Labor & Employment Law Daily HR director’s overheard ‘threat’ to injure employee not enough to support retaliation claim
Wednesday, June 20, 2018

HR director’s overheard ‘threat’ to injure employee not enough to support retaliation claim

By Kathleen Kapusta, J.D.

Addressing an employee’s claim that her coworkers tried to kill her in retaliation for suing their employer, the Seventh Circuit first found the HR director’s alleged instruction to a deputy chief to “get her alone,” the deputy chief’s response that he was “going to do it,” and his command to “do it to her” were admissible. The employee’s testimony, however, that a colleague told her she overheard the HR director tell the deputy chief she wanted to harm the employee and to figure out a way to get her alone was inadmissible double hearsay. On the merits, the appeals court, affirming summary judgment against the employee, found the threat to her too oblique for a jury to conclude she was subjected to severe or pervasive harassment (Flanagan v. Office of the Chief Judge of the Circuit Court of Cook County, Illinois, June 15, 2018, per curiam).

The probation officer for a county adult probation department had previously sued her employer for discrimination and retaliation, winning at trial in 2007 on her retaliation claim. While an appeal was pending, the employee claimed that late one evening, her colleague overheard the department’s HR director tell a deputy chief something like “I want to bring bodily harm to” the employee and “figure out a way to get [her] alone and way from her partner.” In response, the colleague claimed, the deputy chief replied “I’m going to do it.”

The attempt. The deputy chief then attempted to carry out the plot to kill her in March 2018, the employee alleged, when he radioed for her to join him and another department supervisor at a department facility to question a probationer regarding a potential tip. According to the employee, when the questioning ended, the deputy chief escorted the probationer through the back door while the supervisor locked the front door and escorted the employee toward the back. While near the back door, she purportedly overheard the deputy chief say “Do it to her when she gets out the door. Nothing happened, however, and the employee left the area.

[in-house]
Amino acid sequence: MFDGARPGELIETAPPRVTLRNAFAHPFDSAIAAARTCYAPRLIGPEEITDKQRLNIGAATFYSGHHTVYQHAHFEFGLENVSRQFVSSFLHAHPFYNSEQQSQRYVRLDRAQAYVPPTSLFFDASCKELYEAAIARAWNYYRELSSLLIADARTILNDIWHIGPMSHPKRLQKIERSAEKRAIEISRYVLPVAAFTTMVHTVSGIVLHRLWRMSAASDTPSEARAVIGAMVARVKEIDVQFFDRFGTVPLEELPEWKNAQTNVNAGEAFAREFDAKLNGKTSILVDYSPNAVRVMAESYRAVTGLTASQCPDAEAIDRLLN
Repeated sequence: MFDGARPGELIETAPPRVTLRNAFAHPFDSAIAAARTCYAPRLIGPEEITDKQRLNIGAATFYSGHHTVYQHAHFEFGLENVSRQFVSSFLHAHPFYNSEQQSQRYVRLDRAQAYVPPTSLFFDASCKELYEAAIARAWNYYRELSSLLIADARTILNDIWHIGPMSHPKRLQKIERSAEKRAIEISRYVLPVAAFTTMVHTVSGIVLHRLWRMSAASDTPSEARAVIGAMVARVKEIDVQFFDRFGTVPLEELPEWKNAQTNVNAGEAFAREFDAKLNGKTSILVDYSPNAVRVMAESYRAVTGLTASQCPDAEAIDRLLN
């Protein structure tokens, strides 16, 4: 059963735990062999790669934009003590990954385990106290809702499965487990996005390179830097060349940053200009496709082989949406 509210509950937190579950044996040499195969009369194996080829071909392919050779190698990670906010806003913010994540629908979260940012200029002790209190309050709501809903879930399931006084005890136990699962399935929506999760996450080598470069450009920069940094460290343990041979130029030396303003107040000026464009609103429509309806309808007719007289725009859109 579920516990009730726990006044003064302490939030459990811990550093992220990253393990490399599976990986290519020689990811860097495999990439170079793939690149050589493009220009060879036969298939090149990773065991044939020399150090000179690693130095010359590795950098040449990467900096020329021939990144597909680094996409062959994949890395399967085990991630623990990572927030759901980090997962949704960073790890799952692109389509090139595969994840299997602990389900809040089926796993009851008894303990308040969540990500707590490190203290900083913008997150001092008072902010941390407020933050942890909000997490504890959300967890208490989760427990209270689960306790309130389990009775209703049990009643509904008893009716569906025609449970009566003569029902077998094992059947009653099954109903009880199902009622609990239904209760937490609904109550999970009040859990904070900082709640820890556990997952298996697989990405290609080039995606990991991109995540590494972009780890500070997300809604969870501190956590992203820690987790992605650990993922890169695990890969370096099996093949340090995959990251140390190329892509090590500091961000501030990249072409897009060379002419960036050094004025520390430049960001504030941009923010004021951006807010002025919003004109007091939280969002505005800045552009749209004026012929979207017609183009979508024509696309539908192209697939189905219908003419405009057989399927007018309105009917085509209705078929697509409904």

Sick of these lawsuits. Believing she had been threatened, the employee filed an EEOC charge, which prompted the deputy director to approach her in the parking lot and tell her, “I could hit you and nobody would give a f**k.” Sometime after that, he yelled in the office “Oh, here she goes again with a new f’ing charge,” and “I’m so sick of everybody. [T]hese f***ing lawsuits.”

In 2010, the employee brought the instant lawsuit asserting Title VII claims of retaliation and the district court entered summary judgment in favor of her employer.

Hearsay. On appeal, the court first considered whether the various statements in support of the employee’s alleged murder plot were hearsay. Commands, the court observed, are not statements submitted for their truth and thus are not hearsay. Nor are statements of a declarant’s state of mind excluded under the hearsay rule, said the court, finding that the HR director’s alleged instruction to the deputy director to “get her alone,” his statement that he was “going to do it,” and his command to “do it to her” were admissible. The employee’s testimony, however, about what her colleague overheard the HR director tell the deputy chief suffered from a double hearsay problem as they were statements of what the colleague said the HR director and the deputy chief had said. Thus those comment were properly excluded.

Retaliatory hostile work environment. As to the employee’s contention that the deputy chief created a hostile environment when she overheard him say “Do it to her when she gets out the door,” this threat, said the court, was too oblique to be considered severe, as it was “not clear whom he was asking to do what at to who.” Further, the court pointed out, the fact that she walked away unharmed cast further doubt on whether she was ever in danger at all.

Nor did the deputy chief’s parking-lot statement demonstrate retaliation, said the court, noting that this lone comment was best characterized as an “empty threat” rather than “a seriously contemplated declaration of an intent to do harm.”

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